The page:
Monday 9 August 2010

Changing Attitude at Brighton Pride

Changing Attitude Sussex marched with other faith groups on Saturday through the centre of Brighton on Saturday. Our section was led by a Metropolitan Community Church banner, followed by Unitarians, Quakers and a Jewish group with Changing Attitude and LGCM following. We were, as in Manchester last year and Leeds and London this year, greeted enthusiastically.

We were joined by various people as the Parade progressed, people who clearly wanted to identify with us as Christians.

Several of us wore clerical shirts but the presence of dog collars seemed less of a surprise to the Brighton Pride crowd than in Manchester or Leeds - perhaps Brighton has long been used to exotic costumes, making priests unremarkable!

I’m discovering how different Pride celebrations and parades are in different parts of England. Leeds is still comparatively small but the market place and party area is open for all and a lot or personal contact and conversation is possible. The Manchester party is ticket only and more exclusive. Brighton parade is a total contrast. Something like 150,000 people enjoy a huge range of market stalls, food outlets, disco tents and fairground rides at Preston Park. The sound level makes conversation almost impossible but the atmosphere is electric.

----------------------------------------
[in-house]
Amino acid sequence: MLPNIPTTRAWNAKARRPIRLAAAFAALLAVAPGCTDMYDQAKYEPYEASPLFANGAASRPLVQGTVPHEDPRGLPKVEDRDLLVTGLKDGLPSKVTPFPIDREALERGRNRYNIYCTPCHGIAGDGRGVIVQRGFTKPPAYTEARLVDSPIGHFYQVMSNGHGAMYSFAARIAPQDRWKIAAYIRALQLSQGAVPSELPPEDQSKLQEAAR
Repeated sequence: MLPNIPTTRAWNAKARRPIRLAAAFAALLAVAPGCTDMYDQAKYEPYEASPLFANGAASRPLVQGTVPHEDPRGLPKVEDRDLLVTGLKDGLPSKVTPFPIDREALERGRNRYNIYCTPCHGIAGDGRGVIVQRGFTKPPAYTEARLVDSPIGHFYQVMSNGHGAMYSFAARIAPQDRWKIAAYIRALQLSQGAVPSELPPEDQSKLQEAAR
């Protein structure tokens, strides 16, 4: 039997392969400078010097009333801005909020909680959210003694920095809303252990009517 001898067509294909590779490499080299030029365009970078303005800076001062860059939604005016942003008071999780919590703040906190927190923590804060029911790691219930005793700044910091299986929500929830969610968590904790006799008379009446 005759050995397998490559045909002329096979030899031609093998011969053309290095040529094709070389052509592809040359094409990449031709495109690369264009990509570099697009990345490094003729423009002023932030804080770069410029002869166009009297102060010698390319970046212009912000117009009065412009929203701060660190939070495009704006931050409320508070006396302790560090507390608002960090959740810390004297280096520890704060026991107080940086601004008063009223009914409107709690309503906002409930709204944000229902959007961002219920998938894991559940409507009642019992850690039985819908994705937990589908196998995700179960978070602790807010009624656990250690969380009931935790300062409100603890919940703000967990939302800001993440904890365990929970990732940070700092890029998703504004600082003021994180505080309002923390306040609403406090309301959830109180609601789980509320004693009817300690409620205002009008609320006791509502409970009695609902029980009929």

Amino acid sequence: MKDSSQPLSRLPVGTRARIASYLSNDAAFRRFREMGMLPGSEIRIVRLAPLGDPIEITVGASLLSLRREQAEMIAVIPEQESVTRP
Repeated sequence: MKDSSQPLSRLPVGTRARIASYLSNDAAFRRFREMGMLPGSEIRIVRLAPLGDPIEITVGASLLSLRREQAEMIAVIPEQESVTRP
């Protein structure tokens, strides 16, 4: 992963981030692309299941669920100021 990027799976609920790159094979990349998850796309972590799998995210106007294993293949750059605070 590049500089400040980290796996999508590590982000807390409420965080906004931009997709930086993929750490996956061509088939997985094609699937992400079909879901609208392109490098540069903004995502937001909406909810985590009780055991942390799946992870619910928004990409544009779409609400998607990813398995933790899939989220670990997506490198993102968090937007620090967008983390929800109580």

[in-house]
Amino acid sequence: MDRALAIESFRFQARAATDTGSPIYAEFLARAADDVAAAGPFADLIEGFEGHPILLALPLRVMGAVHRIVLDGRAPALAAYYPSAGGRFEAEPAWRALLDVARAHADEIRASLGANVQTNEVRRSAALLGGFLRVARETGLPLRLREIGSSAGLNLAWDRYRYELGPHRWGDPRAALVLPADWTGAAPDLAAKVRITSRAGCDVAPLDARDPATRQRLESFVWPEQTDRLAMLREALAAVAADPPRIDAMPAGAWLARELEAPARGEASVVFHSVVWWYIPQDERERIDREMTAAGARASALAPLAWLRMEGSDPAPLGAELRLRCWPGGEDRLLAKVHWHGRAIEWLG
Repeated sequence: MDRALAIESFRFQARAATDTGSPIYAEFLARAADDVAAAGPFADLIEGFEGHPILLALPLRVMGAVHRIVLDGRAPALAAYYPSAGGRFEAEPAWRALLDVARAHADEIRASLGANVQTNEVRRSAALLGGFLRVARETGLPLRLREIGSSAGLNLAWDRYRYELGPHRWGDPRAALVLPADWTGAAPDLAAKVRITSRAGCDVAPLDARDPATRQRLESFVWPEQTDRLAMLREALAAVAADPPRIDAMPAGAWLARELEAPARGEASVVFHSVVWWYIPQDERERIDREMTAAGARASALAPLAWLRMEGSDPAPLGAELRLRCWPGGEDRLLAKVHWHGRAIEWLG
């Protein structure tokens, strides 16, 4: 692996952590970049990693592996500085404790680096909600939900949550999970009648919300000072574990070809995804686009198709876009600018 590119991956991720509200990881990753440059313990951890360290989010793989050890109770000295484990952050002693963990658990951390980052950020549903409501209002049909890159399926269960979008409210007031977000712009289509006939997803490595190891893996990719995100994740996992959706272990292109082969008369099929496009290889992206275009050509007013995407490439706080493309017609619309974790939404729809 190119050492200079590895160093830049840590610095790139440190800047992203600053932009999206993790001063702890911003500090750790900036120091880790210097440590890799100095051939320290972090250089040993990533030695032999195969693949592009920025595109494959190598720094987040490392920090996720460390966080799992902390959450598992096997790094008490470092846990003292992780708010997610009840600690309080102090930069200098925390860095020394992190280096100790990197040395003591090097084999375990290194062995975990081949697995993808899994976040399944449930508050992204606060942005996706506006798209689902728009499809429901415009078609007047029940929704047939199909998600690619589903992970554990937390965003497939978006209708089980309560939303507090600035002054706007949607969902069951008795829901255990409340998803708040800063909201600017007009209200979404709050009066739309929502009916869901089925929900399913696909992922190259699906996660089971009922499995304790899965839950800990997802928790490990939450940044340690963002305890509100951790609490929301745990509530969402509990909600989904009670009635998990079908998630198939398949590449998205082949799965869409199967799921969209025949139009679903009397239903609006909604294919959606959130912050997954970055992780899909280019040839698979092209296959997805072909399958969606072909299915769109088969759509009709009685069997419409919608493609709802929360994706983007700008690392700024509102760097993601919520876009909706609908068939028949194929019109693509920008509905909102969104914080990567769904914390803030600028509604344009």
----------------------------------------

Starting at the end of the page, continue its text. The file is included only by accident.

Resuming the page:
At 4pm the church of St John the Evangelist, five minute's walk from Preston Park, the church's 'back garden', held a service to welcome, listen, affirm and value. The church had felt uncomfortable in the past with the way protestors at previous Prides had given a negative impression of Christian attitudes. The service was meditative and healing.

Colin Coward


  1. The noticeable thing about Brighton Pride is the big straight contingent - not just as gawking onlookers, but face painted, dressed up - from the city, and coming in on the train from all points south of Haywards Heath. Yes, it's less of a political event, but it's lovely to see all Brighton thinking 'ooh look, a party' with no trace of a shadow of a hangup about who is throwing it. Post gay begins here?

  2. The exclusion of LGBT people has saddened me for years. I am standing for election to Synod as a lay member on the inclusive issue.


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  4. It was a shame that Changing Attitudes decided not to have a stall and a pity that nobody from Changing Attitudes volunteered to be present in the Interfaith Area to talk to people, pray or bless them throughout the day, clergy/lay. The service at St John's was a little disappointing too, with clergy present there who had not walked in the parade or visited the Interfaith area despite fairly obviously visiting the Park in a private capacity.

  5. I'm sorry I missed it - I would have walked with you as well. I was in Brighton the following Monday. Must try harder next year!